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Shelf Awareness Book Brahmin Interview, May 24, 2013

On your nightstand now:
Arnold Rampersad's biography, The Life of Langston Hughes. Rampersad is nearly as lyrical as his subject's writing. Reading the biography right after Langston Hughes's own two volume memoir (The Big Sea and I Wonder as I Wander) is a joyful dip into the world of a man with the biggest heart imaginable, who revolutionized American poetry by writing in African American vernacular. Stanzas like "Good morning, Daddy!/Ain't you heard/The boogie-woogie rumble/Of a dream deferred" set critics rumbling about low-down trash-talk, and why would anybody want to read that?  Read More 
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Creating Fictional Characters

Creating fictional characters is one of the most mysterious aspects of the enigmatic activity we call creative writing. Here I sit, the author of a novel, imagining beings who have never really lived. Often they are composites of many people I’ve known, fused with bits of my own experience or personality; but ultimately they become their own people, whose voices I hear.  Read More 
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It's True: I Love to Write

"What, another book already?" friends exclaim. "You must be so disciplined." They shake their heads in disbelief.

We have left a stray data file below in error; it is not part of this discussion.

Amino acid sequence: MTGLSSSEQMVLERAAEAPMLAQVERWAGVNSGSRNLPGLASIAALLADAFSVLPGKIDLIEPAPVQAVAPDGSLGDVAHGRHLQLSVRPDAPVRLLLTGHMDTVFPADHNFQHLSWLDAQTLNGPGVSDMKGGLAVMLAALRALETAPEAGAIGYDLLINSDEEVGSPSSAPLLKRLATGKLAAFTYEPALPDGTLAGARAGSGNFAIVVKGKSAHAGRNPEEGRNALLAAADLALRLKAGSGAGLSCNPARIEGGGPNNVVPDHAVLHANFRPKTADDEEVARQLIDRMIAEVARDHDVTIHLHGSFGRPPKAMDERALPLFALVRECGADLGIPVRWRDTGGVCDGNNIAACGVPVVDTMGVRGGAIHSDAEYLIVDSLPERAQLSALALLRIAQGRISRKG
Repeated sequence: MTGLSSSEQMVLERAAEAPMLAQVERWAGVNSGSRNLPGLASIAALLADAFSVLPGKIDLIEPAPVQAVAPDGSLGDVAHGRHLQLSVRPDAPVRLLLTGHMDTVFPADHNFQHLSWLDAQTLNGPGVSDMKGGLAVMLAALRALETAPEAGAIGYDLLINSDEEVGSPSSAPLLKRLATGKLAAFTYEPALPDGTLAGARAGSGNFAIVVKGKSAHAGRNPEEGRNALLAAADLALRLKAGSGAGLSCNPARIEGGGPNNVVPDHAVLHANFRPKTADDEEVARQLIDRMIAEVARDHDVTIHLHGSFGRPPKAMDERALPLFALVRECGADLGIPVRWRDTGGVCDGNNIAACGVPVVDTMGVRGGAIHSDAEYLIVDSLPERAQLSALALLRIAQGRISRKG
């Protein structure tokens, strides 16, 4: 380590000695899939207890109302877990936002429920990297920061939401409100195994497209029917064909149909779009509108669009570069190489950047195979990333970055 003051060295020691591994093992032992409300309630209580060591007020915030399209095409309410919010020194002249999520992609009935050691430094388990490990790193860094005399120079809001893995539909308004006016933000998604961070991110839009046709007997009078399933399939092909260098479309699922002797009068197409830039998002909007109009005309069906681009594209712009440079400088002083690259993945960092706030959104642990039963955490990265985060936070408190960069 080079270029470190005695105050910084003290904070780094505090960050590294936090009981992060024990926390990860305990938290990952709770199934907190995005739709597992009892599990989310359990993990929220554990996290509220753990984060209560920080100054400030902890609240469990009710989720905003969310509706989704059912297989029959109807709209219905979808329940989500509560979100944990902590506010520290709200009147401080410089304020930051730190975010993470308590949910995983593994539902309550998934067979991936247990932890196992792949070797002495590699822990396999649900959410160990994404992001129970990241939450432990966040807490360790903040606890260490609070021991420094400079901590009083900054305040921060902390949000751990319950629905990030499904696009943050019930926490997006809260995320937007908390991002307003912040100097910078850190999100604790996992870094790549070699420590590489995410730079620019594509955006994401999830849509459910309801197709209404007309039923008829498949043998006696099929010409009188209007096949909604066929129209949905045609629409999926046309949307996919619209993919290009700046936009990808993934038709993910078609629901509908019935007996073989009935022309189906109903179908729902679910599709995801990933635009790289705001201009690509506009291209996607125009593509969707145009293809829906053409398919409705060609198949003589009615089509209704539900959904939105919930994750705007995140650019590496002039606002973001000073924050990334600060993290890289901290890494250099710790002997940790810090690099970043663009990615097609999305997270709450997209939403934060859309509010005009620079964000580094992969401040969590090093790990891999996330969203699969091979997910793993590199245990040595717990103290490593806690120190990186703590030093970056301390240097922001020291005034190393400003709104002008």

Well, no, not really. The fact is that I love to write. Shaping each sentence, piling them up one upon another in a logical sequence, creating a clear beginning, middle, and end--all these activities fill me with  Read More 
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The Oddity of the Writing Profession

Being a full-time writer is a strange occupation. I work all day alone in a tiny cottage behind my house, hunched over my computer, lost in an imaginary world. If I weren't producing coherent literature, some might consider this behavior peculiar, at best--or worthy of psychiatric intervention.

Even at night my characters follow me,  Read More 
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On Becoming a Writer; 1st Books Blog

At twenty I married a writer, though I had no idea how to become one myself. The year before I’d stood on a street corner at a New York City pay phone and called Simon and Schuster, telling the woman I reached that I wanted to be “an editor or a writer.” No one at the house was the least bit impressed, or intereted. Read More 

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She Writes Press Interview, April 29, 2013

Nan Fink Gefen: Can you tell us about the genesis of Mama’s Child?

Joan Lester: I’m a member of a biracial family and also a veteran of the civil rights and women’s liberations movements, which rocked this country during the 1960s and ’70s--and we’re still feeling the ripples. Those movements  Read More 
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Our "racial" language

Even the words we choose to express the realities of our families can be loaded. At various times I've used different phrases, from "biracial" to "mixed race" to (even, long ago) "First World" and "Third World." Someone in my family has always objected to one or another descriptor: "Mixed race makes me feel like  Read More 
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